/ by Brendan Blowers / photography by BLOM Design Studio

Konrad Nyblom, Project Manager for Cobblestone Homes, has always lived straddled between two cultures, the Southern US and Scandinavian. “I grew up in Greer,” he says, “but my Dad is from a Swedish-speaking area of Finland. I have dual citizenship.”

His father, Tomas, started Cobblestone in 2010 as a custom home builder in Greenville with the help of his wife, Mindy, when Konrad was attending College of Charleston. It was there that Konrad met a Finnish student named Heidi and ended up finishing his degree in Helsinki, Finland where the couple married and spent four years together before returning to Greenville.

Heidi Nyblom received her Master’s Degree in Architecture during their time in Finland and is the in-house Residential Designer for Cobblestone’s custom homes. As Konrad explains it, “She designs and I’m on the business end.”

Working harmoniously together at Cobblestone and sharing the same passions for blending modern simplicity of Scandinavian design with the Upstate’s more traditional vernacular led Konrad and Heidi to open BLOM Design Studio last year. BLOM and Cobblestone now work in tandem to serve an ever-growing portfolio of custom home builds.

Driven by the conviction that thoughtful, efficient and beautiful design should be available to all, Konrad and Heidi used the design and construction of their own home as a way to embody their philosophy.

After a 10-month building process, the couple moved into their new four bedroom home in Greenville’s North Main community, a location that was an intentional choice for the international couple. “Moving from a big city, we wanted to be able to walk places and feel connected to the places that we go,” Konrad says.

Because they were building in such an established neighborhood, blending with the traditional surroundings was important. The Nyblom home sits at the end of a concrete retaining wall and walk-up, hugging a dense boundary of mature trees. Heidi spent six months designing a footprint that would best use what the lot offered without requiring the removal of any trees. “We don’t want to design a home until we know where it’s going. We want to be stewards of the land and help it to reach its potential,” Konrad says.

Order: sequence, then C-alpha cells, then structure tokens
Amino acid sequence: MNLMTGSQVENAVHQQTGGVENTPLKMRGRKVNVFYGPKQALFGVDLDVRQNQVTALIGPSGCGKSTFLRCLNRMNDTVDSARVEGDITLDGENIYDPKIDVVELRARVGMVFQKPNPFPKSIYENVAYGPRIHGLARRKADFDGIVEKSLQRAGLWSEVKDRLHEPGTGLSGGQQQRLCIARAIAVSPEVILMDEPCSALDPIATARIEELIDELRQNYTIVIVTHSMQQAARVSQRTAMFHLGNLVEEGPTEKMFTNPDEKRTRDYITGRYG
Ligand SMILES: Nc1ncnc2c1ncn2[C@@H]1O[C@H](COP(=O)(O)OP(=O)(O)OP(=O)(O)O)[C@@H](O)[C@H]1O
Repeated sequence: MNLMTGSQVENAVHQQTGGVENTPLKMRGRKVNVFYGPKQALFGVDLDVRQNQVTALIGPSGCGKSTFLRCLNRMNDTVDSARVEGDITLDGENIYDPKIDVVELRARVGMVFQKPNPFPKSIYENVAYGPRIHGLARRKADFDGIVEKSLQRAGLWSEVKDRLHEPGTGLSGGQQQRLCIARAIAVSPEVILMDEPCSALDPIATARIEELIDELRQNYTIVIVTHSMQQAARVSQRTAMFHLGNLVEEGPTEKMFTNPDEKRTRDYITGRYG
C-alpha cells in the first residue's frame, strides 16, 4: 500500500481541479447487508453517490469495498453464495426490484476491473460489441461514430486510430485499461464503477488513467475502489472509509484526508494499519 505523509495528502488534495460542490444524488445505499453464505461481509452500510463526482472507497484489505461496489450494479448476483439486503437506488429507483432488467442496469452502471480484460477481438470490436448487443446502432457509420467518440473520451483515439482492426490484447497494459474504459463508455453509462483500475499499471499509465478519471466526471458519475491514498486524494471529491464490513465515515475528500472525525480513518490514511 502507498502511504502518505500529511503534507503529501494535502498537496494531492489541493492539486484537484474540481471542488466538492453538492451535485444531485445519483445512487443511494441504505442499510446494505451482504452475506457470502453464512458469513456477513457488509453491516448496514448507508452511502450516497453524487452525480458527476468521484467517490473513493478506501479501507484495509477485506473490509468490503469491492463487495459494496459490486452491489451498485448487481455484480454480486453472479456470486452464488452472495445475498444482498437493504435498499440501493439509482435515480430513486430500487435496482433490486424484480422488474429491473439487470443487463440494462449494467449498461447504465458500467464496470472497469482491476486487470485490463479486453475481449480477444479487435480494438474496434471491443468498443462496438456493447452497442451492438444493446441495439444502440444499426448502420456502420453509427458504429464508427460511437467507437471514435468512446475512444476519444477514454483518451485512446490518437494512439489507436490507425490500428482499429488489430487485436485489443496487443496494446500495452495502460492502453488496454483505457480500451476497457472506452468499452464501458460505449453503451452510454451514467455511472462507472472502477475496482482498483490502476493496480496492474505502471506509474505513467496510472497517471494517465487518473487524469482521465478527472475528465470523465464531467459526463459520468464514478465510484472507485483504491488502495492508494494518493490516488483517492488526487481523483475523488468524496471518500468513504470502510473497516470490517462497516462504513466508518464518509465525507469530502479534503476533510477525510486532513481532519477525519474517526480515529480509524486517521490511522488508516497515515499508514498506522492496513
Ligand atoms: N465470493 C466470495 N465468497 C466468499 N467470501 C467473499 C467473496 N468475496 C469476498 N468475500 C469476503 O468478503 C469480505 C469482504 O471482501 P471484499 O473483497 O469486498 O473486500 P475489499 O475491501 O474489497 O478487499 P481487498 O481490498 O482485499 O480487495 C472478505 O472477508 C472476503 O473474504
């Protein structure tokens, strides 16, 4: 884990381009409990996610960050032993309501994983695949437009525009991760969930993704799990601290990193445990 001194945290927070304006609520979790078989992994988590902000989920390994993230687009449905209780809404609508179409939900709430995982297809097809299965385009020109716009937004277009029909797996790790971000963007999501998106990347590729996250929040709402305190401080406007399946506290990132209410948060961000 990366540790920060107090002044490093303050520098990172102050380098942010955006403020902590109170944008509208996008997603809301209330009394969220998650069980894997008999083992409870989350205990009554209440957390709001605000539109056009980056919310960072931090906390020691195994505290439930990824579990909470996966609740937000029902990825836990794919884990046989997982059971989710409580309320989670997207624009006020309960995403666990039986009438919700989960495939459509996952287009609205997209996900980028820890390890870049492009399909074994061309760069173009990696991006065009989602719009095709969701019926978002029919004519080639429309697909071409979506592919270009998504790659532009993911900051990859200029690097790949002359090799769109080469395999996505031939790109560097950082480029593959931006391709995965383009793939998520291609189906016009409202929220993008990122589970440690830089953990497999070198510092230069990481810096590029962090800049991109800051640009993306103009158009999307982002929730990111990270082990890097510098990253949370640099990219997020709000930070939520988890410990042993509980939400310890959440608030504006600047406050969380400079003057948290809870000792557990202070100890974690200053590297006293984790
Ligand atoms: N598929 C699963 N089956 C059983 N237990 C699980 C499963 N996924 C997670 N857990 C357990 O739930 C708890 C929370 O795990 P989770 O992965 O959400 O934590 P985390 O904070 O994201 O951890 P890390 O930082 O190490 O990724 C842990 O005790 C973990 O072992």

The final design was an H-shaped home with the main living areas facing the old growth poplars and oaks to provide a peaceful private view.

The exterior blends Hardie plank siding with accents of cedar tongue and groove for a clean contemporary look. The double gable roof makes best use of the lot’s narrowness while complementing both the surrounding tree line and neighborhood.

Going with a standing seam metal roof was both a stylistic and practical choice, “We’re trying to stray away from temporary architecture. We want things that last and patina with age,” Konrad says. The elevated deck in the middle of the home is made of Siberian larch wood, a slow growing ecologically sustainable alternative to composite material that doesn’t need to be treated. It will last a lifetime.

Heidi’s design makes an intentional connection with the outdoors. “When you walk in you can see straight through to the backyard,” Konrad says. The focal point on the main level is the large custom built microcement wood-burning fireplace. “In Finland, the homes are designed around the fireplace. It’s a big part of the lifestyle in Scandinavia,” Konrad says, who experienced Finland’s Kaamos, or “polar nights” that occur each fall.

This fireplace also serves as a functional separation between a more secluded back living area and the street-facing front and an abundance of glass ensures that high trafficked areas are washed in natural light.

A “birdcage” partitions the stairs from the lower-level den. The striking metal design element has two practical purposes; it keeps the couple’s two-year old safe around the top of the floating staircase while allowing the spillage of window light.

The den’s landing is an open sitting area which offers access to Heidi’s studio and a guest bedroom. The polished concrete floor adds another minimalist-inspired element while also making an art studio easy to clean. This level also houses a sauna with a connected Japanese-inspired post-sauna relaxation area open to the outdoor breeze. Konrad says, “it goes hand-in-hand with Scandinavian design these days, emphasizing natural materials and letting materials speak for themselves.”

Several Baltic birch furniture pieces throughout the house, including the downstairs coffee table, a record shelf in the living room, a bench in the mudroom and the kitchen table were designed and built by Konrad and are available for others to purchase through BLOM Design Studio.

Everything from material selection to intended use has been thoughtfully considered. “We are passionate about simplicity and a house designed for the way you live,” Konrad says.